Saturday, September 10, 2016

Review: collapsible fishing rod

Change of pace! Here's an item that has been rattling about in the secret tool chamber of my SUV for some time, alongside my Kathmandu Hip bag full of bug-out gear, first aid kits, a hatchet, jumper-leads and the like, for some time now. My step-dad Barry gave me a set of three of these collapsible fishing rods, one for myself and one each for Tactical Baby and Triceratops Girl.

They love fishing, and we finally had an opportunity to put them to the test, when we were taken out onto Western Port bay by my partner Lorin's dad, Ken, on his fishing boat, for a day's angling.


The rods collapse down from 5 telescoping segments, to a length of only 41cm (16") from its overall 175cm (5'9") length. It weighs only 75g or so when fully spooled with line. It's really a very lightweight rod. I'm no fishing expert, and could probably count on two hands the number of times I've fished wit ha rod (growing up with dangle hand-reels from my Grandad's boat instead), so I don't have a lot to say about the relative quality of either the rod or the reels attached, but they weren't fancy, or heavy duty. They feature 5 eyes, and along with the generic reels, we didn't expect high performance.

They did work just fine though, and once weighted, hooked and baited, we put lines to water and in a surprisingly short amount of time we had some bites. 
Even though I also swapped out to a regular rod, the girls and I each landed a bream or two with the collapsing rods.

The ones we kept were all above the 28cm limit, with nothing bigger than about 35cm but they were all good eating size. We also landed a couple of the spikey, fang-mouthed flatheads. Nasty to look at, delicious in the pan.

Not only did the girls have fun, and learn a few things about setting bait, hooking and landing fish, but also proved that the collapsible rods aren't just a gimmick, but really do work.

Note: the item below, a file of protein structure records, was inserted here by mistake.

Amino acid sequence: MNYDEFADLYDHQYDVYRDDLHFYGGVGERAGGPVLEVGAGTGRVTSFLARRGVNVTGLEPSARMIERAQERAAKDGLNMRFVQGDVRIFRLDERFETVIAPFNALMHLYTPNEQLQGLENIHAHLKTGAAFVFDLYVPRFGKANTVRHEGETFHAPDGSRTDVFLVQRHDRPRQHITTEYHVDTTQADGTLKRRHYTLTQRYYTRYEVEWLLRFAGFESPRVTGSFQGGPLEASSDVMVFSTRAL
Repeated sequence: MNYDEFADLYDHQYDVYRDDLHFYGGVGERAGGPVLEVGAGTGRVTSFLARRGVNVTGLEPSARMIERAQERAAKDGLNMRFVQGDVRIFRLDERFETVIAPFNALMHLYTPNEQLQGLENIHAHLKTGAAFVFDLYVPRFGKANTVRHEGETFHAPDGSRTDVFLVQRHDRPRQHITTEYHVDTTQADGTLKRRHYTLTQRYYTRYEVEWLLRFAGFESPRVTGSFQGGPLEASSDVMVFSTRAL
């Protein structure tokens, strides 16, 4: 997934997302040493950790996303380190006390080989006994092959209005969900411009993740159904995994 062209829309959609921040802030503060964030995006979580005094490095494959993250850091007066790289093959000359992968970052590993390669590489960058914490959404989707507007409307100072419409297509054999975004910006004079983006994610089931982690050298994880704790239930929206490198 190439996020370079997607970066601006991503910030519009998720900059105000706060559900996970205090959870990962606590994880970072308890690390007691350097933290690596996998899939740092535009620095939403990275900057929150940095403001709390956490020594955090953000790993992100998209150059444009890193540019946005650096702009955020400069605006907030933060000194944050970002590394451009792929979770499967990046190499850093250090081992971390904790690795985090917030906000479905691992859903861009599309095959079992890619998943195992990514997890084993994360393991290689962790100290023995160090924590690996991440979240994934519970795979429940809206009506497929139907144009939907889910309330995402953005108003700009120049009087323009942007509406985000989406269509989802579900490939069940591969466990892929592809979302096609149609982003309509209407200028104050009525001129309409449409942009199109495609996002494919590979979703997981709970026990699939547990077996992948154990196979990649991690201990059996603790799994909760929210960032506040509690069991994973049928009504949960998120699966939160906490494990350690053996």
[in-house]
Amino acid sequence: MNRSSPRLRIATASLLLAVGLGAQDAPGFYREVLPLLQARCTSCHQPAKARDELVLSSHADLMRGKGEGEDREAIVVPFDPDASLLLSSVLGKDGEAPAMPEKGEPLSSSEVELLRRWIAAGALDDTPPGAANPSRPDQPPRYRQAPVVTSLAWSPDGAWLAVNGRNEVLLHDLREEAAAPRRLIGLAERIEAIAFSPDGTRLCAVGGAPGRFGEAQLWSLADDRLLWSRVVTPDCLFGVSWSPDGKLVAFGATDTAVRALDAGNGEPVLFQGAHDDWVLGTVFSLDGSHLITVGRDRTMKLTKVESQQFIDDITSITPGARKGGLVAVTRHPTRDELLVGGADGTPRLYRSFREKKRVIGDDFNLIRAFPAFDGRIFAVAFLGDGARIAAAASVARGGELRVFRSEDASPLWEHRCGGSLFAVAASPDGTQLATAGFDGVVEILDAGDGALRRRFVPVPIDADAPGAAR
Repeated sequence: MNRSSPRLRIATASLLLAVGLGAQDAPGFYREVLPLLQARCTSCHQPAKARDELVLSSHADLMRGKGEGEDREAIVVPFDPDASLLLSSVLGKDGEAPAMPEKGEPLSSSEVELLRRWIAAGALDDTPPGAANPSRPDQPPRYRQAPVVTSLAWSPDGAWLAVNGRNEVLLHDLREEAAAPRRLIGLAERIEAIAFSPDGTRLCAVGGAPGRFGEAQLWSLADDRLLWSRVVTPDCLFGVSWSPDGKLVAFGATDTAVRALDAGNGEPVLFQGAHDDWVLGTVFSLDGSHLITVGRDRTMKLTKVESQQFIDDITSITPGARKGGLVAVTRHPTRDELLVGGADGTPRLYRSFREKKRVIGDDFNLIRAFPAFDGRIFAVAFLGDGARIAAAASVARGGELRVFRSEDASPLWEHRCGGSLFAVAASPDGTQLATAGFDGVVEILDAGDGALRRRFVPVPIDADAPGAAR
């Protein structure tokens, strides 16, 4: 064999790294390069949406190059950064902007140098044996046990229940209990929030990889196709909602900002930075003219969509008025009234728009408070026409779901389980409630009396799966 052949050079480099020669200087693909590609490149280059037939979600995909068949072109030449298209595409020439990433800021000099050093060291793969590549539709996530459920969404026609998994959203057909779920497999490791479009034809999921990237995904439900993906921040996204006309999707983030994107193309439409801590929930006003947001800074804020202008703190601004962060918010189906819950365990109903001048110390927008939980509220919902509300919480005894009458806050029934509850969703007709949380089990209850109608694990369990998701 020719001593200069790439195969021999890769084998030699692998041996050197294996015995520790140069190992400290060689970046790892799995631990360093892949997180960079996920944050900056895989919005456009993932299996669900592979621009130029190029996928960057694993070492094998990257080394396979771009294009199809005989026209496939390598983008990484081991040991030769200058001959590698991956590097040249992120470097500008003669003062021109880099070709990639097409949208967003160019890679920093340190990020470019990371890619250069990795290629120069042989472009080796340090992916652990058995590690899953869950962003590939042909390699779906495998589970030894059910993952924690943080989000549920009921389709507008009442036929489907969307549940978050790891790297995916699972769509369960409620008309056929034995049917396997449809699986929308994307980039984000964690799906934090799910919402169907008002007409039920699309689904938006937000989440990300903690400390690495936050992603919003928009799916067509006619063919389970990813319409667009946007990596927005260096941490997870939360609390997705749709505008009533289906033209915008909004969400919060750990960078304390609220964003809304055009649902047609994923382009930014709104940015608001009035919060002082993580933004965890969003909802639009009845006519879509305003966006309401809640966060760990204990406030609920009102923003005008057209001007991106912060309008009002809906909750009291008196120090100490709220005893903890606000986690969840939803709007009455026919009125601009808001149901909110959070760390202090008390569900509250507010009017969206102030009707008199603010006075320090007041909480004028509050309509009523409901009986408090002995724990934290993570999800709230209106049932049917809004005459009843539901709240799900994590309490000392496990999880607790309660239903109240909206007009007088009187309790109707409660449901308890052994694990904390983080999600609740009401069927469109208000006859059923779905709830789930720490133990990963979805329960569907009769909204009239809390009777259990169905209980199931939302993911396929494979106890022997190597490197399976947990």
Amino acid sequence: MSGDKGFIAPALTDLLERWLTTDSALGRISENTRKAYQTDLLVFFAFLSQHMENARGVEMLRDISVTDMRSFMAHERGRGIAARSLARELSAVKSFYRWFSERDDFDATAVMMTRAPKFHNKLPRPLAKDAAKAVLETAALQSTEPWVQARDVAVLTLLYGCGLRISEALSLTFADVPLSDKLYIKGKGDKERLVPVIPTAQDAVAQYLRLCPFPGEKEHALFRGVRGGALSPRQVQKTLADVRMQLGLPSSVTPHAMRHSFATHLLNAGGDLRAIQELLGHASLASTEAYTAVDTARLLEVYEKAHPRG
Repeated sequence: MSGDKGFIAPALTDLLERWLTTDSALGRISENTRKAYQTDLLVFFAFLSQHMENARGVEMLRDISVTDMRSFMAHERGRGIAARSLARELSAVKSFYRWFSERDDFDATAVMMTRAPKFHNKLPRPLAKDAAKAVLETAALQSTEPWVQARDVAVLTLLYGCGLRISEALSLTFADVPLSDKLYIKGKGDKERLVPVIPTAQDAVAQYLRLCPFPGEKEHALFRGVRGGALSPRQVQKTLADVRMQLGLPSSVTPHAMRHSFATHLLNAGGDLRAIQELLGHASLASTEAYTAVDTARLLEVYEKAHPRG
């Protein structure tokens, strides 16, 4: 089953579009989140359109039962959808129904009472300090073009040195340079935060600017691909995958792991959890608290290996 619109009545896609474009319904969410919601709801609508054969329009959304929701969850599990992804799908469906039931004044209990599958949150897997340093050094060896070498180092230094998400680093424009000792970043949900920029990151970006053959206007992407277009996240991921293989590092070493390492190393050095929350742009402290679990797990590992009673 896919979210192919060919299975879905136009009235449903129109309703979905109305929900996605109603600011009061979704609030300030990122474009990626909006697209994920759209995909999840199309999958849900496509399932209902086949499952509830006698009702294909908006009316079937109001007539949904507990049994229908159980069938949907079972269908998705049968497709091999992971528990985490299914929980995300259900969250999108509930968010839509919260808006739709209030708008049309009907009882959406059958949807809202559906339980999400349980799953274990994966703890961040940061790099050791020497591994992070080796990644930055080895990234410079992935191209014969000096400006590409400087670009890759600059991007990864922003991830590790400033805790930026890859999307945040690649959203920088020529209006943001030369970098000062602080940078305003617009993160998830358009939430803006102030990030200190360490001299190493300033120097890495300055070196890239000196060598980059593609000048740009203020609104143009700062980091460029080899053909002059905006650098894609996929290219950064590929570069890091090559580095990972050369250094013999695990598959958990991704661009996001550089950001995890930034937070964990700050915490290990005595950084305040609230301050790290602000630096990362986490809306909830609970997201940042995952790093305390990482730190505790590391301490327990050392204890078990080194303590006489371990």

I didn't have any concerns with the structural integrity of the rods, or their fittings, other than their age, as hand-me-downs, but they performed admirably. I suspect if I hooked a BIG fish, but not big enough to break my line, that I might have troubles, but oven the line, and my knots, are the weakest physical link, I can't imagine the rod being at risk.

In summary, these light, flexible and easily stored rods were entirely effective, and have truly earned their place in my bug-out car tool cache, and they're something that I would be very happy strapping to a pack should I be heading out on an adventure where there might be fish to catch.

I'm extremely grateful to both my stepdad Barry for giving us the rods, and to Ken for taking us out on his boat. Thank's guys!

2 comments:

  1. Go for the best quality product possible and research before purchasing one. Wasting money is not something anyone likes, better spend sometimes on research and get the right fishing accessories.

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